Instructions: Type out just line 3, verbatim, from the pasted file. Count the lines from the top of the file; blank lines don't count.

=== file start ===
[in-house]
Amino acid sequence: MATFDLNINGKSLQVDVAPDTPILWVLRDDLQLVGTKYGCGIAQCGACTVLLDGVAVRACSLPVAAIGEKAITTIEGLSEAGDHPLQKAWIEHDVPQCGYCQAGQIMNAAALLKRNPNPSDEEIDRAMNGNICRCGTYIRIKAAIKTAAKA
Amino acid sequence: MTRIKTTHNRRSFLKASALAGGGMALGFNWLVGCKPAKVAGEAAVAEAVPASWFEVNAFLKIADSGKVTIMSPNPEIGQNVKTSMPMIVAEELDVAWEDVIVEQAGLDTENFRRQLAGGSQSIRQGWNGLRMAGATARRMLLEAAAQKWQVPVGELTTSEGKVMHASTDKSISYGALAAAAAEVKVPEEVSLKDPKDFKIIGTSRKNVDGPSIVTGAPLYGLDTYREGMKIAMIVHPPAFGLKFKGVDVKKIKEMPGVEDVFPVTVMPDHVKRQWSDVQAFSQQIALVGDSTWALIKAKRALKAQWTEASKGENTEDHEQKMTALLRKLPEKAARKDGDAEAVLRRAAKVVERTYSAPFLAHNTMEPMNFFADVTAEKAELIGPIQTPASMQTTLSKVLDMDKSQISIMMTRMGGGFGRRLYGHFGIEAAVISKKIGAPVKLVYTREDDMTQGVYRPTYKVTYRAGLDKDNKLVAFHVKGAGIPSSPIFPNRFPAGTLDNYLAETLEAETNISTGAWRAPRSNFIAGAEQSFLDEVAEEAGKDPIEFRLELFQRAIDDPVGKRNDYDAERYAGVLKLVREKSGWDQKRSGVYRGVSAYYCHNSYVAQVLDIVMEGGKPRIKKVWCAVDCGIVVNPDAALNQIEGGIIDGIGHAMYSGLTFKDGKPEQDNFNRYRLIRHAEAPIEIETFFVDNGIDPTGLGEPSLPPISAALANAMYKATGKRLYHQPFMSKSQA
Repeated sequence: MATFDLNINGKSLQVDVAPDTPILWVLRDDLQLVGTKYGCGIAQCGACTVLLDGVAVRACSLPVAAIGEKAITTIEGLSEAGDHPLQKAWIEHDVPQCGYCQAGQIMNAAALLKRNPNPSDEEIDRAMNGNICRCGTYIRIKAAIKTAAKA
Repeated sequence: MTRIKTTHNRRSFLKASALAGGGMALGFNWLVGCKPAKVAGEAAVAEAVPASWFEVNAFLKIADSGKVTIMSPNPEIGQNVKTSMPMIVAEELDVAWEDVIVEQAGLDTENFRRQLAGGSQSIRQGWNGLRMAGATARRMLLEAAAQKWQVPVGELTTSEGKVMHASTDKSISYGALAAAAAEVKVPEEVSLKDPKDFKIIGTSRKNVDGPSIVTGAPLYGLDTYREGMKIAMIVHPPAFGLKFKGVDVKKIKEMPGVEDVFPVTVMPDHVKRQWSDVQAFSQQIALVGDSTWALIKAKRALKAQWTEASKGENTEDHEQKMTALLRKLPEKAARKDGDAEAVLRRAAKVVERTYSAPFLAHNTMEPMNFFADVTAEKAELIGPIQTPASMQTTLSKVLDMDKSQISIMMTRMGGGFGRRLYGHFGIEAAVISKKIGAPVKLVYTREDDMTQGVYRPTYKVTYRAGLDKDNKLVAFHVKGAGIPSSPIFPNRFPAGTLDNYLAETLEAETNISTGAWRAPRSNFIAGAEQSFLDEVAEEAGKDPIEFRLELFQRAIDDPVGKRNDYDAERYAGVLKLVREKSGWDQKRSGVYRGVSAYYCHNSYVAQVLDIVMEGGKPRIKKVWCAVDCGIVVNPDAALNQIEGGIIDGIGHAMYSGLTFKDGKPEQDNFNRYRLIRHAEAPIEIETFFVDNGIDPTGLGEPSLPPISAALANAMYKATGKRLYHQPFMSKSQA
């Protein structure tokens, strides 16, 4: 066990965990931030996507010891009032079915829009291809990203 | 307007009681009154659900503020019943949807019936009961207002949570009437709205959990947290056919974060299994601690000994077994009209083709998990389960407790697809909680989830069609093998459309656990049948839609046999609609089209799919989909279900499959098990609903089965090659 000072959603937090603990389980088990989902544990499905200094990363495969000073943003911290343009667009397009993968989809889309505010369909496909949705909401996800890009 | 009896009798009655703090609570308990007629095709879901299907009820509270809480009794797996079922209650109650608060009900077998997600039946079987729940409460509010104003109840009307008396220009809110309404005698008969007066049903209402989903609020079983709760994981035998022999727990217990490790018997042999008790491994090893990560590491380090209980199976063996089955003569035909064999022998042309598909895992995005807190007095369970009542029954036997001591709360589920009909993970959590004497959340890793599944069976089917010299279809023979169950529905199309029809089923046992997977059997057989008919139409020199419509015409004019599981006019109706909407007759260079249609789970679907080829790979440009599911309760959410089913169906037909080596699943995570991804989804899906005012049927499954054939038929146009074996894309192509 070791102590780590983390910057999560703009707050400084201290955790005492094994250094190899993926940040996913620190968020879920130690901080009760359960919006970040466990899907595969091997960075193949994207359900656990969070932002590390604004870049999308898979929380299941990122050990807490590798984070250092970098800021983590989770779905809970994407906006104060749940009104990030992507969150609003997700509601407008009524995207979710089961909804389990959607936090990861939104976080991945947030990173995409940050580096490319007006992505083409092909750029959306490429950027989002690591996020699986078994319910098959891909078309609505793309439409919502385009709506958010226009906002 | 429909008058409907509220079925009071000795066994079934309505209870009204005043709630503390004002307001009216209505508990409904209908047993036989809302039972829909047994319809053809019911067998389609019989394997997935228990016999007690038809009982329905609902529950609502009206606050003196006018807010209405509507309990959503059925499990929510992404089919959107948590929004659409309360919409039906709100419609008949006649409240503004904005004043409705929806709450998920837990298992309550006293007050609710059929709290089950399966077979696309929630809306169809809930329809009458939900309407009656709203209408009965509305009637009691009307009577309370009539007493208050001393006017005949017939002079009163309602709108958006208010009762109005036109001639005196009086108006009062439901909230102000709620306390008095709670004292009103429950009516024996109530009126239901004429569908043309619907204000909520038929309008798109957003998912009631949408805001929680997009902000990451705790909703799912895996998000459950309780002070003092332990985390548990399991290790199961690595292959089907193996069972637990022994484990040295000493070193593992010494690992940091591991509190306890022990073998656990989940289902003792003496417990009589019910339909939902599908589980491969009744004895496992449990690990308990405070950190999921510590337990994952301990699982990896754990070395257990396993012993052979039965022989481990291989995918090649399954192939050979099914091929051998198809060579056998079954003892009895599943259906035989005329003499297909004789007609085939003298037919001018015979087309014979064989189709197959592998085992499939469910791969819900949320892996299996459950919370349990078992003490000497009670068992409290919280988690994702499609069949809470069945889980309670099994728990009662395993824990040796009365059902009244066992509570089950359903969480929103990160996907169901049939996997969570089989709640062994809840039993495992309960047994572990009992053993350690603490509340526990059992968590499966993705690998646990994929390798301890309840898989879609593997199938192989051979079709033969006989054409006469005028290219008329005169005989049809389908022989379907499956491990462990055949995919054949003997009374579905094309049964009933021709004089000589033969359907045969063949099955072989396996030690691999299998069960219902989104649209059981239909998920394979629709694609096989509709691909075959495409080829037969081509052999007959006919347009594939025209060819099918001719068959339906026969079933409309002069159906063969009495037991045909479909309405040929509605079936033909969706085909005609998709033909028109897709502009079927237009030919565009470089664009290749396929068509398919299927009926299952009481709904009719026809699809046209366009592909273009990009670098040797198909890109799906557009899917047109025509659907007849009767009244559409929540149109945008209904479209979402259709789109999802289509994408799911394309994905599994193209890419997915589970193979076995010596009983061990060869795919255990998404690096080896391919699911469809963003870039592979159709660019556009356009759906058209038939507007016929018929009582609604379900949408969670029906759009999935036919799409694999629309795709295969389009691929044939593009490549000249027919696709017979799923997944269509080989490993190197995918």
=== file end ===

Amino acid sequence: MTRIKTTHNRRSFLKASALAGGGMALGFNWLVGCKPAKVAGEAAVAEAVPASWFEVNAFLKIADSGKVTIMSPNPEIGQNVKTSMPMIVAEELDVAWEDVIVEQAGLDTENFRRQLAGGSQSIRQGWNGLRMAGATARRMLLEAAAQKWQVPVGELTTSEGKVMHASTDKSISYGALAAAAAEVKVPEEVSLKDPKDFKIIGTSRKNVDGPSIVTGAPLYGLDTYREGMKIAMIVHPPAFGLKFKGVDVKKIKEMPGVEDVFPVTVMPDHVKRQWSDVQAFSQQIALVGDSTWALIKAKRALKAQWTEASKGENTEDHEQKMTALLRKLPEKAARKDGDAEAVLRRAAKVVERTYSAPFLAHNTMEPMNFFADVTAEKAELIGPIQTPASMQTTLSKVLDMDKSQISIMMTRMGGGFGRRLYGHFGIEAAVISKKIGAPVKLVYTREDDMTQGVYRPTYKVTYRAGLDKDNKLVAFHVKGAGIPSSPIFPNRFPAGTLDNYLAETLEAETNISTGAWRAPRSNFIAGAEQSFLDEVAEEAGKDPIEFRLELFQRAIDDPVGKRNDYDAERYAGVLKLVREKSGWDQKRSGVYRGVSAYYCHNSYVAQVLDIVMEGGKPRIKKVWCAVDCGIVVNPDAALNQIEGGIIDGIGHAMYSGLTFKDGKPEQDNFNRYRLIRHAEAPIEIETFFVDNGIDPTGLGEPSLPPISAALANAMYKATGKRLYHQPFMSKSQA